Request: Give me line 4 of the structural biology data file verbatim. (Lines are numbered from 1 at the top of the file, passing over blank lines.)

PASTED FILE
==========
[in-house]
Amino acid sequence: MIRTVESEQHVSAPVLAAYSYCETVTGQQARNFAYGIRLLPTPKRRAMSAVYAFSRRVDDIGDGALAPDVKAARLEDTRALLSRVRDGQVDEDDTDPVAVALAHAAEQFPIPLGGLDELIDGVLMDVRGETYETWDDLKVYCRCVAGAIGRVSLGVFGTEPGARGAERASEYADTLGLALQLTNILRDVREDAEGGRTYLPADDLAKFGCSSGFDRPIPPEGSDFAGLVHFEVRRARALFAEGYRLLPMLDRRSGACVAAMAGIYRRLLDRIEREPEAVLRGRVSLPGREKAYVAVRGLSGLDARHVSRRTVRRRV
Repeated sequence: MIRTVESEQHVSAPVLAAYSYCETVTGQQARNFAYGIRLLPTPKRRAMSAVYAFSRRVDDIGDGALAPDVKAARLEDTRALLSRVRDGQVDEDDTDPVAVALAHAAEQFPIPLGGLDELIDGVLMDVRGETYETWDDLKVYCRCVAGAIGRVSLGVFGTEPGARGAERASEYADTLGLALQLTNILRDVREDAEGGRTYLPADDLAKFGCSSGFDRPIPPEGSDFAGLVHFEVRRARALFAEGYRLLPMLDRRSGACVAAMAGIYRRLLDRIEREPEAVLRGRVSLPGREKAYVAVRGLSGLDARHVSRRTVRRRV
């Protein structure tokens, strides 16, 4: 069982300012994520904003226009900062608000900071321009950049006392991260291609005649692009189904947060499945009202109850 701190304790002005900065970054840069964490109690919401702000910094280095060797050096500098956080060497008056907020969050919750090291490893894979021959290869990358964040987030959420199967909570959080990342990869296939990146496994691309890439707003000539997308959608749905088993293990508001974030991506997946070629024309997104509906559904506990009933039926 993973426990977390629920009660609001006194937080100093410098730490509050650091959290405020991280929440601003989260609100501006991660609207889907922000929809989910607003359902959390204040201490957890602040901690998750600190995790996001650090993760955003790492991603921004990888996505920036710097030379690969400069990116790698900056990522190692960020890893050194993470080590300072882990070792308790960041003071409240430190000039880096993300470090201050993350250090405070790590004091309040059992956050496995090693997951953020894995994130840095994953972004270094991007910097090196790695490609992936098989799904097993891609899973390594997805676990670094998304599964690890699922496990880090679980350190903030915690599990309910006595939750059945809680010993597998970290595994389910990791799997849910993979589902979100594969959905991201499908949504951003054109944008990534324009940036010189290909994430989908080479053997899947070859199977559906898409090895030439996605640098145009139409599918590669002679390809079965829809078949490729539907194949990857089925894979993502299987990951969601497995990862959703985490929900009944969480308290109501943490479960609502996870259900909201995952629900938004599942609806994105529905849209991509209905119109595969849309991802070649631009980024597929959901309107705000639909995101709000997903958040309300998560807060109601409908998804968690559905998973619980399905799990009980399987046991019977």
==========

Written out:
């Protein structure tokens, strides 16, 4: 069982300012994520904003226009900062608000900071321009950049006392991260291609005649692009189904947060499945009202109850 701190304790002005900065970054840069964490109690919401702000910094280095060797050096500098956080060497008056907020969050919750090291490893894979021959290869990358964040987030959420199967909570959080990342990869296939990146496994691309890439707003000539997308959608749905088993293990508001974030991506997946070629024309997104509906559904506990009933039926 993973426990977390629920009660609001006194937080100093410098730490509050650091959290405020991280929440601003989260609100501006991660609207889907922000929809989910607003359902959390204040201490957890602040901690998750600190995790996001650090993760955003790492991603921004990888996505920036710097030379690969400069990116790698900056990522190692960020890893050194993470080590300072882990070792308790960041003071409240430190000039880096993300470090201050993350250090405070790590004091309040059992956050496995090693997951953020894995994130840095994953972004270094991007910097090196790695490609992936098989799904097993891609899973390594997805676990670094998304599964690890699922496990880090679980350190903030915690599990309910006595939750059945809680010993597998970290595994389910990791799997849910993979589902979100594969959905991201499908949504951003054109944008990534324009940036010189290909994430989908080479053997899947070859199977559906898409090895030439996605640098145009139409599918590669002679390809079965829809078949490729539907194949990857089925894979993502299987990951969601497995990862959703985490929900009944969480308290109501943490479960609502996870259900909201995952629900938004599942609806994105529905849209991509209905119109595969849309991802070649631009980024597929959901309107705000639909995101709000997903958040309300998560807060109601409908998804968690559905998973619980399905799990009980399987046991019977």